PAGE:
An arbitrator has reinstated a high-ranking Philadelphia police official who was fired in 2020 after allegations he had retaliated against those who spoke out against a practice of falsifying arrest records and property receipts.

Anthony Boyle, who held the title of chief inspector, had been cited by Internal Affairs investigators for failure to supervise, neglect of duty, and conduct unbecoming of an officer. But an arbitrator ruled that his dismissal violated policy.

Boyle’s lawyer, George Bochetto, said the decision is “a testament to the integrity of Tony Boyle, and it really does show what he’s been put through.” Boyle was reinstated with full pay and seniority, and awarded back pay for the two years he spent fighting his firing, Bochetto said. Boyle has 44 years with the department.

The Police Department declined to comment beyond a statement saying it is reviewing the arbitrator’s decision, and will abide by its contract with the police union to adhere to such decisions.

According to documents filed in court, Boyle, 69, was in charge of the Narcotics Bureau in 2017 when he oversaw an effort to recruit off-the-books informants, even if it meant falsifying paperwork and hiding information from the District Attorney’s Office.

» READ MORE: How the police arbitration system overturned the firings or discipline of more than 100 questionable Philadelphia cops

In lawsuits, four officers who spoke out against the practice said that Boyle retaliated against them. One, Capt. Laverne Vann, alleged that Boyle sought revenge by forcing her to undergo bike training, during which she fell and injured herself. She also accused him of attacking her while she was handcuffing a suspect, trying to push her to the ground.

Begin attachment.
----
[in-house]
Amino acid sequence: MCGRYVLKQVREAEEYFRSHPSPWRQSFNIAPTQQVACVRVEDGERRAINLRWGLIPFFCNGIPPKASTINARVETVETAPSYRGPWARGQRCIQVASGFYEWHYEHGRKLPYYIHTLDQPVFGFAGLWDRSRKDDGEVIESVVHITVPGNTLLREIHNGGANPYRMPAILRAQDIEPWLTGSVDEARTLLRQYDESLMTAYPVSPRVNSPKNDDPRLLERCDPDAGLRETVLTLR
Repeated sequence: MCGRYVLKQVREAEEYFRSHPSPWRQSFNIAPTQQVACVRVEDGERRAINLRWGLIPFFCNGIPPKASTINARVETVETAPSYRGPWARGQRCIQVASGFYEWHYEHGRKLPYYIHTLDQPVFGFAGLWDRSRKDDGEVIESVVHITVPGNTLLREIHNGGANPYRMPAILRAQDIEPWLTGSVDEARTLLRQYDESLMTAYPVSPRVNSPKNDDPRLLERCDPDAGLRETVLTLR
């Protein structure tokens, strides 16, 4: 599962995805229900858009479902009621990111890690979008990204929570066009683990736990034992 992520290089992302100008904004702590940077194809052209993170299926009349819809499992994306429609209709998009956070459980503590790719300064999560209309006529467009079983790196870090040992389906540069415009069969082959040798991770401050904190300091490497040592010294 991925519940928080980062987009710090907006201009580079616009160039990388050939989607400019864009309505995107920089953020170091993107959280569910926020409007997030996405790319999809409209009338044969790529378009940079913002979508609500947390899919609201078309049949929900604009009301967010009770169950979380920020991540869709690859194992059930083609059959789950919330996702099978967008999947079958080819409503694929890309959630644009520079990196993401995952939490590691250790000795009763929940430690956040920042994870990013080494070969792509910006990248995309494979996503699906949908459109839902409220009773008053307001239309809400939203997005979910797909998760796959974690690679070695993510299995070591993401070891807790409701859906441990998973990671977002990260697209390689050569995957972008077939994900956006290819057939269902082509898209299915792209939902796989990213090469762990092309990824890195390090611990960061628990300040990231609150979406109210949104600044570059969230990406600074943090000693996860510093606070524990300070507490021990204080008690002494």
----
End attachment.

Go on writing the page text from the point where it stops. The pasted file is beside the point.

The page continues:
The officers also alleged racial hostilities perpetrated by Boyle and other white officers, including racist comments and unfavorable work assignments for Black staff.

One of those lawsuits, filed by Vann and former Staff Inspector Debra Frazier, settled for $177,500, according to court documents. Vann, Frazier, and their lawyer did not return phone calls Tuesday.

In a 2019 interview, Boyle said that all he was doing was advancing “legitimate and long-standing law enforcement procedures.”

“It is 100 percent about attempts to get nonproductive members of the bureau to become productive or to get rid of them, and definitely a large portion of [the pushback], if not the total impetus, is an antiwhite sentiment among some of the minority officers,” he said at the time.

News of the reinstatement was first reported Tuesday by Fox29.

Hans Menos, vice president at the Center for Policing Equity and former head of the Philadelphia Police Advisory Commission, said he worried that the treatment of whistleblowers in this case would deter officers from coming forward next time. For an arbitrator to overturn an Internal Affairs finding, he said, undermines the legitimacy of the disciplinary process.

“If you talk to people in the Police Department, these are the kinds of cases that make them think accountability is a joke,” he said.

» READ MORE: Philadelphia police have fired a chief inspector at the center of a narcotics scandal and alleged assault

A 2019 Inquirer analysis found that, when the Fraternal Order of Police backs a fired or demoted officer, the discipline was overturned at or before arbitration 70% of the time.

Civilian Police Oversight Commission member Hassan Bennett said such outcomes have the effect of eroding the public’s trust in the police.

”Here, Internal Affairs clearly found he violated policy, and arbitration gave him his job back,” he said. “Until we see the bad apples, find the misconduct and get them off the force, then that distrust will continue.”